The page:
The European Court of Human Rights, ECHR, has delivered a landmark judgement against Russia in favour of Jehovah’s Witnesses.
The Court handed down the judgement on Tuesday declaring that it was unlawful for Russia to ban Jehovah’s Witnesses.
It further ordered Russia to discontinue all pending criminal proceedings against Jehovah’s Witnesses, to free all those already in prison, as well as to return all the confiscated properties or pay adequate compensation.
On the same day, the Court also issued a judgement against Lithuania for denying an exemption to one of its members for military service.
The judgement further says Russia’s 2017 ban on Jehovah’s Witnesses is unlawful, adding that the ban on their printed publications and website, jw.org, is illegal.
Recall that Russia’s Supreme Court ruled on April 20, 2017 that Jehovah’s Witnesses organisation should be closed down and no longer allowed to operate legally in the country.
Following the ban, many members of Jehovah’s witnesses in Russia were locked behind doors and bars, and the confiscation of their property for many years on the grounds that they are extremists.
The ECHR found the claim of extremism against the Jehovah’s witnesses to be baseless.
According to the ECHR, “The applicants’ religious activities and the content of their publications appear to have been peaceful in line with their professed doctrine of non-violence.”
Hence, the court ordered Russia to suspend all pending criminal proceedings against Jehovah’s Witnesses and free those already in prison.
Now, ECHR says Russia must take all necessary measures to secure the discontinuation of all pending criminal proceedings against Jehovah’s Witnesses.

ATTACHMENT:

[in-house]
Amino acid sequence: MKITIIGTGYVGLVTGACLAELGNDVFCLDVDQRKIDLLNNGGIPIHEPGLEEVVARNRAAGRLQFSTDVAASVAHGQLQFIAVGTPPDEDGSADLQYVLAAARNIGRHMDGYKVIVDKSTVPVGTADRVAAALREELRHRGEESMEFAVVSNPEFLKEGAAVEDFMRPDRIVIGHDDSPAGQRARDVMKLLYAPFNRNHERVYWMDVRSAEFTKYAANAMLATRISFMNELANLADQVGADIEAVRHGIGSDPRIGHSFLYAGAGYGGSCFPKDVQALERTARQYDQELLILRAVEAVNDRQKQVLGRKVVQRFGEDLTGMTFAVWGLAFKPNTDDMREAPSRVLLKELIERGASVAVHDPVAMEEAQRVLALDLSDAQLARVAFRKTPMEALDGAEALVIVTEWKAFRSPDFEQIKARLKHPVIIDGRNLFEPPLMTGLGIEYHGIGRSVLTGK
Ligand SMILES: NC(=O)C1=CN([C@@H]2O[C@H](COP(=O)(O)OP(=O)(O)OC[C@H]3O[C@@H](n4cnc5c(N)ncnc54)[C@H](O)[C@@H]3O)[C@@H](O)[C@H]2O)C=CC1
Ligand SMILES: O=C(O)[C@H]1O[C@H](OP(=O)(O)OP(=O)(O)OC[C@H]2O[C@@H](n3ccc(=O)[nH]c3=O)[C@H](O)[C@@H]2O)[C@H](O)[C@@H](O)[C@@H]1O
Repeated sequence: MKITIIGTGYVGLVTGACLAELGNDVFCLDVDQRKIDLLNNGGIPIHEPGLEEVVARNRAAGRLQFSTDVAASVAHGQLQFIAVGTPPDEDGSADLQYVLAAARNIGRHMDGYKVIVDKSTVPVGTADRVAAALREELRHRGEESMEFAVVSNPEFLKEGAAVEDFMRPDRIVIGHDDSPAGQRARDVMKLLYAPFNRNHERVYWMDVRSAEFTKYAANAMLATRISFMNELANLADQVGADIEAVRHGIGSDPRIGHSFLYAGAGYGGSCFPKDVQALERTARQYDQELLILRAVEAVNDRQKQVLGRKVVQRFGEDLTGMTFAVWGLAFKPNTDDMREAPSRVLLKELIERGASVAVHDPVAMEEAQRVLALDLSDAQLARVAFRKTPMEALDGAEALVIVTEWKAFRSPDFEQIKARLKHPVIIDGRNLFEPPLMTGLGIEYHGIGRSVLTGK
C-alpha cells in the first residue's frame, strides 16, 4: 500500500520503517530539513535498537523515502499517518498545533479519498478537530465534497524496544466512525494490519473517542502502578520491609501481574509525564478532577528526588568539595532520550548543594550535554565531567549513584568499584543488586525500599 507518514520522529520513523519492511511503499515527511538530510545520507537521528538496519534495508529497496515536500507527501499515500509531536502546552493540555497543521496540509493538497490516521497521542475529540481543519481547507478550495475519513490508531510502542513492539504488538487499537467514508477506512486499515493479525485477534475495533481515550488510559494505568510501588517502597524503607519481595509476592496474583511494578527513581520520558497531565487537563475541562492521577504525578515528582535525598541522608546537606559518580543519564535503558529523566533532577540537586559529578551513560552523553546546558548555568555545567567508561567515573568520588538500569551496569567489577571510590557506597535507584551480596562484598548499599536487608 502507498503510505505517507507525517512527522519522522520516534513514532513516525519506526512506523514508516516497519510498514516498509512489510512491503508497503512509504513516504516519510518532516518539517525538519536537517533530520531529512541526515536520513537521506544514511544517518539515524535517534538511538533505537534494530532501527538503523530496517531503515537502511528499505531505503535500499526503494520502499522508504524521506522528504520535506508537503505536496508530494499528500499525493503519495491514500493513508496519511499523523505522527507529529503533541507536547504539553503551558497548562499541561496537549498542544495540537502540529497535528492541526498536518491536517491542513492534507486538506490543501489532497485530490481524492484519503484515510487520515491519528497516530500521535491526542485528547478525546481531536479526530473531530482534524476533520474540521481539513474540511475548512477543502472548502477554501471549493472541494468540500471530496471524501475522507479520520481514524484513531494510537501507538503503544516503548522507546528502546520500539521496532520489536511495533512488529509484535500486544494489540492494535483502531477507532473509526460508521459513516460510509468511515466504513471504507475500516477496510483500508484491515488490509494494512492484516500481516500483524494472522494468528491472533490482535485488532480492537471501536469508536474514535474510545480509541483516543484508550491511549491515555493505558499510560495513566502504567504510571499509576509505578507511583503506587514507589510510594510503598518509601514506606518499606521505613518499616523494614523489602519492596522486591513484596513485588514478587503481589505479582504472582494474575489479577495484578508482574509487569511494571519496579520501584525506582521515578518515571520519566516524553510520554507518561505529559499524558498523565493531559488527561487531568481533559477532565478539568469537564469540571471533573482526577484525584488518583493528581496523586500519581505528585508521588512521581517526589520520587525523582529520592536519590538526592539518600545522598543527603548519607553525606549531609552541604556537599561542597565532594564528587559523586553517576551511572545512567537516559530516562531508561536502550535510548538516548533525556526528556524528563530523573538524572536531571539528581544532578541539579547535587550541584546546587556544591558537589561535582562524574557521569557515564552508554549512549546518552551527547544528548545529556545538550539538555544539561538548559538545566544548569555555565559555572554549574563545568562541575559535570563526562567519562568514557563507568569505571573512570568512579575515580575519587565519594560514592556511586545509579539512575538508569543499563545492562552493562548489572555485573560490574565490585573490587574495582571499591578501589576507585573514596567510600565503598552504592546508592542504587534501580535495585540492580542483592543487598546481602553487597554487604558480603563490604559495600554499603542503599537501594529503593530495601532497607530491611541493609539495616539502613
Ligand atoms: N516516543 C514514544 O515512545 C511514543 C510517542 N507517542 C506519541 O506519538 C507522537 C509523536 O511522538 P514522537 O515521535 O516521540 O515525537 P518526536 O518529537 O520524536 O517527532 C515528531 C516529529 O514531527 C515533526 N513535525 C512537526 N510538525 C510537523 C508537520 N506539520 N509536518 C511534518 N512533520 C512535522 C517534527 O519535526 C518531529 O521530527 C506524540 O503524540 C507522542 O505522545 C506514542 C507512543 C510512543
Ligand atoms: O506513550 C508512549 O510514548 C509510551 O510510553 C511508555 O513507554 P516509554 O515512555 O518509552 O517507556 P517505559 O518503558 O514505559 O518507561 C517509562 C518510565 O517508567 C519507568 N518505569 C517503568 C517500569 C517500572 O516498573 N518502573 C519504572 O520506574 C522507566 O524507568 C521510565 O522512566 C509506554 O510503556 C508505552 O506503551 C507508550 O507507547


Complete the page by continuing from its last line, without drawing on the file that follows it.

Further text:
It also ordered the release of all Jehovah’s Witnesses who have been deprived of their liberty.
The ruling also awarded Jehovah’s Witnesses 3.4m euros (around $3.7m) in damages and ordered Russia to either return all confiscated property or pay nearly 60,000 euros (around $64,000) in compensation.
It also upheld the right of Jehovah’s Witnesses to refuse blood transfusions or to join military service on religious grounds.
“The judgement vindicates every one of our brothers and sisters inside and outside of Russia, legally establishing that they are law-abiding citizens who are being wrongly prosecuted and imprisoned,” the Jehovah’s Witnesses said.
It admitted, however, that it was “unclear” what impact the ECHR’s judgements would have inside Russia.
This judgement is coming on the heels of last month’s release of a 49-year old Danish Jehovah’s Witnesses, Dennis Christensen, from prison five years after he became the first member of Jehovah’s Witnesses jailed on the extremism charges in Russia.
Dennis Christensen was arrested at a Christian meeting in the city of Oryol south of Moscow in May 2017.
He was thereafter sentenced to six years in prison in 2019, however, two years was deducted from his sentence for the time spent in pre-trial detention, and was released after spending five years in jail.